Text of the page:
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Restorative Justice

Photo of Sister Kathleen Eggering

Sister Kathleen Eggering has been a chaplain at Cyndi Taylor Krier Juvenile Correctional Treatment Center since 2004. She served the residents at chapel services, Bible studies, other activities, along with visiting and encouraging them. She also started an Epiphany Team, which was made up of 30 to 50 volunteers from many denominations. They would prepare for two Epiphany weekends a year. Included in the preparation for the weekends was to get prayers from around the world and then make prayer chains from all the prayers. The team's purpose was to bring God's love to the residents. Both team members and residents benefited every weekend. The team also brings Christmas presents to the residents and their parents each year.

When COVID-19 hit, things changed. Sister Kathleen held the chapel services through Zoom and sent them a weekly letter. All other services stopped. Sister Kathleen has been back at Krier since June 2021, but the Epiphany Team still is not allowed into the facility.

Sister Kathleen Eggering works in correctional facilities. This photo is of Sister Kathleen in a classroom.

Sister Kathleen made her first profession as a School Sister of Notre Dame (SSND) on August 3, 1956. Her introduction to SSND began long before that, "For 12 years, I was educated by the School Sisters of Notre Dame," said Sister Kathleen. "My first-grade teacher taught me how to crochet and embroider. My fourth-grade teacher taught me how to play a recorder. In the middle and upper grades, I helped the sisters in the sacristy and helped cover books at the beginning of the school year. I also helped them clean and do other little jobs. When my older sister entered the Candidature, we went to visit her each month. I really enjoyed those visits because I would also visit some of her classmates and play Ping Pong. We had a lot of fun together on visiting Sundays.”

Sister Kathleen Eggering works in correctional facilities. This image is her teaching three young men.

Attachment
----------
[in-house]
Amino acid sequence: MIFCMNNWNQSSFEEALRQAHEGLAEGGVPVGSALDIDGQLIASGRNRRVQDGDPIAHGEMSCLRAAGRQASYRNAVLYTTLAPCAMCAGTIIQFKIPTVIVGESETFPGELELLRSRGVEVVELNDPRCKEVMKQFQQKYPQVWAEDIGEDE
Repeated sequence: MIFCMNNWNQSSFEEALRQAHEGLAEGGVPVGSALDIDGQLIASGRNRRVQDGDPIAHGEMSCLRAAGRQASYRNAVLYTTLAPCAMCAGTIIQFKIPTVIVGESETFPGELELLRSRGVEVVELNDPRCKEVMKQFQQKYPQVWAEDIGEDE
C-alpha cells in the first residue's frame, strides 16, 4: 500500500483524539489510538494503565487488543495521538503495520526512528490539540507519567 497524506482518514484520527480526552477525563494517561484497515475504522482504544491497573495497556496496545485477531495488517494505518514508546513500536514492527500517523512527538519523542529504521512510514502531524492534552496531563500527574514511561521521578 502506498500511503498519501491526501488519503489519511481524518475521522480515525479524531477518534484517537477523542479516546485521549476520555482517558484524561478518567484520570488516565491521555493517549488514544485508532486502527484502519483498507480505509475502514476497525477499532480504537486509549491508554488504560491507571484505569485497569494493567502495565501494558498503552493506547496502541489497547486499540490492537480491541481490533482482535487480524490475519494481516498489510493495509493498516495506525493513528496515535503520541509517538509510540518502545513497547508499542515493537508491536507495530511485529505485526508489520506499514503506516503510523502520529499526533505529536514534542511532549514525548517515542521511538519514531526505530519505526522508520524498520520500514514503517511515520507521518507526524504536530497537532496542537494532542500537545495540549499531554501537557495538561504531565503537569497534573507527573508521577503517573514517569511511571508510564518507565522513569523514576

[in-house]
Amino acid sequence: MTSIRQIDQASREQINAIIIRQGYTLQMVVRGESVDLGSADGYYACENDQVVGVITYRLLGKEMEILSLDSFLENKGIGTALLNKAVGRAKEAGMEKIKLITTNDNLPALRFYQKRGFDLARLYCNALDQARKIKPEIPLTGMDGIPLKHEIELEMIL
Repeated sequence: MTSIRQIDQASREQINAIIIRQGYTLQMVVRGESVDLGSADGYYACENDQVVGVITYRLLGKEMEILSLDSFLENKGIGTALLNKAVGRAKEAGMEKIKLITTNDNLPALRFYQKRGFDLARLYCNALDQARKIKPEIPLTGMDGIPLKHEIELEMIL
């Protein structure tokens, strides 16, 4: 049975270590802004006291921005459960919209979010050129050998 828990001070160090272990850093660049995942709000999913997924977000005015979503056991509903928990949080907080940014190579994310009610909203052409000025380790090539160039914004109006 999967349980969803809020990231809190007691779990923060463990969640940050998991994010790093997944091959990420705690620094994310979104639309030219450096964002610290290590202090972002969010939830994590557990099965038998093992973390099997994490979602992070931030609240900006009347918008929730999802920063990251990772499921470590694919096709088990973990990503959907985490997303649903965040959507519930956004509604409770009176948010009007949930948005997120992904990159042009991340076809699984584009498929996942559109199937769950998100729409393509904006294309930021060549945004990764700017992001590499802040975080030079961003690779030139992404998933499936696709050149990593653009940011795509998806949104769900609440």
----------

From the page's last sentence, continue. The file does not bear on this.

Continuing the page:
“As a youngster I babysat for other families.” said Sister Kathleen. “One special family adopted a 6-month-old Thalidomide baby. He was a precious and beautiful child, and I learned a lot about being with and treating handicapped children. I believe that babysitting fostered my love for working with children.”

Sister Kathleen also recalled, “Going to morning Mass and Perpetual Help Services with my dad helped in my spiritual journey. As a junior in high school when I was thinking about my future, I believed God wanted me to work with His children. So, when I looked at becoming a sister, there was no doubt as to which order I would join. Of course, School Sisters of Notre Dame. My years as an SSND has brought many graces and much love.”

Recently, Sister Kathleen was asked to share her prison ministry story through the Communicators for Women Religious podcast Exploring Intersections: Catholic Sisters on Racism, Migration and Climate.

Sister Kathleen and other panelists discussed restorative justice. Restorative justice seeks to balance the judicial scales with an organized approach and open dialogue between the victim and the criminal to achieve resolution between the two and create harmony within the community. Often, victims of crime find forgiveness too raw to reach; the sense of injustice outweighs the act of turning one's cheek. For the perpetrator, the sense of injustice is equally strong; living in a world beyond one's control, where societal standards hold no applicable meaning.

"When I was working as a counselor in the schools, I was not aware of the term restorative justice," said Sister Kathleen. “I might have been doing it when I worked with the students who had school and family problems but was unaware of the term. It has only been in the last few years that I became aware of Restorative Justice. Recently, I began reading and studying a lot about the topic because of the SSND focus on it. I am also considering working with restorative justice activities soon."

"Restorative justice seeks justice for all involved through respect, relationships, responsibility, repair and integration," said Sister Kathleen. "The purpose is to avoid punishment and try to understand, accept and work together and this can sometimes be done with facilitation." Sister Kathleen said she hopes those who listen to the post-live-event podcast, "will begin to see things differently. In Restorative Justice it is important for people to see all humans as basically good, but they come from different environments."

Sister Kathleen's interest in prison ministry began while serving as a high school counselor. She recalled, "I was at a second chance high school and one of my students wound up in jail. I wanted to visit him so I asked Sister Theresa, the person in charge of chaplains in the adult jail, if I could bring him Communion. She asked me if I wanted to volunteer at the jail. I said yes and started visiting the inmates weekly. Unfortunately, I never had a visit with that student. I continued volunteering for several years until my dad got sick. Twelve years later, after a sabbatical, I was looking for a new ministry. Since I love working with young people, I inquired about any openings in the juvenile system. There were no current positions available, so I asked if I could volunteer there. While completing the paperwork, Sister Theresa called and said one of the chaplains was moving to Dallas. Before she could even ask, I excitedly said 'yes'! I began my ministry at Cyndi Taylor Krier Juvenile Correctional Treatment Center on September 4, 2004. Thank you, Jesus!”


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